Brittany: I mean, Facebook has been given subsidy, and everything almost is subsidized.

Emma: Pretty much everything. Yeah. I think if you were to go look into pretty much any major company, especially a publicly traded company Yep. Just about all of them would be getting a subsidy in some kind of way. And I think there’s, that’s not just a coincidence. It’s that once a company has basically been selected by the government as the winner, it makes it a lot easier for them to succeed. So all of the brands that we all would recognize, like Amazon, you know, we’ve talked a lot about how Amazon has innovated a lot and created a lot of value for people.

Brittany: They’ve done some bad things.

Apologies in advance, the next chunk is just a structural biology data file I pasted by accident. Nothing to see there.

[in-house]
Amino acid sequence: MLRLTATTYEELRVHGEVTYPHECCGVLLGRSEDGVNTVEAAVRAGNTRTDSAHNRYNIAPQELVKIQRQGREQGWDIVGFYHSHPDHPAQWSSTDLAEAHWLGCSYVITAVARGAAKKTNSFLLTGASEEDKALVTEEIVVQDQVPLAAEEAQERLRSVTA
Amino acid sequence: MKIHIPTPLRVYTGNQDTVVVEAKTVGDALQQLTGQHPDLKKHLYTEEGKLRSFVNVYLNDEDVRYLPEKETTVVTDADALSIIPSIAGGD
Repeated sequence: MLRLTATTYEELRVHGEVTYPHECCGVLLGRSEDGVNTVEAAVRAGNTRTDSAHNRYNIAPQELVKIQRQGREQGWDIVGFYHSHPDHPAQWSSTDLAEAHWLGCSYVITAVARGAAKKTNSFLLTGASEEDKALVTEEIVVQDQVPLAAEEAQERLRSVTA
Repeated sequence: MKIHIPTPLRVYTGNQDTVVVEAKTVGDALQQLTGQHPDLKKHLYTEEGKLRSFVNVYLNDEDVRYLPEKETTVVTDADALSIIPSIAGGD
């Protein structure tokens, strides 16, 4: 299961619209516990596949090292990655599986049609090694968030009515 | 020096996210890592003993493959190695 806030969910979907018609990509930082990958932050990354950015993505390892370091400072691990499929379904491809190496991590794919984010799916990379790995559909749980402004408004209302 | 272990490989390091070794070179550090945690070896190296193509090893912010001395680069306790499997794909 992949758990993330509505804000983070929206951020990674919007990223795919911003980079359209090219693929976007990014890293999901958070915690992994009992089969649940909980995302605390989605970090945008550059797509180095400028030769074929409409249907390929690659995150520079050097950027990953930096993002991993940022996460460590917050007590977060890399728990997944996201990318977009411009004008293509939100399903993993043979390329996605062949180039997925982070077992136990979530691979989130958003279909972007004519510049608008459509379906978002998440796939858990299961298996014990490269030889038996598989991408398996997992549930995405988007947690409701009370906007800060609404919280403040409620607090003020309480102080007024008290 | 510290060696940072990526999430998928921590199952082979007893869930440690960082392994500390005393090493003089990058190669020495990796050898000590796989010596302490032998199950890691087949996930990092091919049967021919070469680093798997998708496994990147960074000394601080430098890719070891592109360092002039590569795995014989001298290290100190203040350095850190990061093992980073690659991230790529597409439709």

Emma: But they also have done some bad things. And a lot of times you’re, you might be wondering like, how does this even happen? How do these companies get subsidies and why do they get them? Why would politicians just give them away? And the answer, like with many things, you have to follow the money. Yeah. And a lot of the times these giant companies will hire really powerful lobbyists, which are people who basically get paid to, try to convince politicians to do certain things. So like Amazon has a lot of lobbyists that work for them. Yes. farming industry sort of associations. So it’s like these clubs that different huge farm companies will join, they’ll all hire lobbyists to represent them as a group and push for their interests. And as citizens, we all have the right to lobby our government and to make our voices heard. But when the government starts to give special favor to these groups that don’t represent all of America, they just represent a few companies or a few people that’s super corrupt. And a lot of the time that’s how you end up with these crazy subsidies. In Britney, you talked about corn and sugar and soybeans have also been subsidized. Yeah. Soybean. Yes. And these products, because the government comes in and says, Hey, if you grow these products, we will give you this crazy tax benefit, or we will give you this money. Basically, then the farmers start saying, well, now we’re growing all of this corn and soybeans. What are we gonna do with them? Yeah. So then they bring in scientists who are very creative and very clever when it comes to how can we use these products. And they come up with things like corn syrup, which if it weren’t for corn being subsidized, we may not even have corn syrup on the market. But now it’s in just about everything.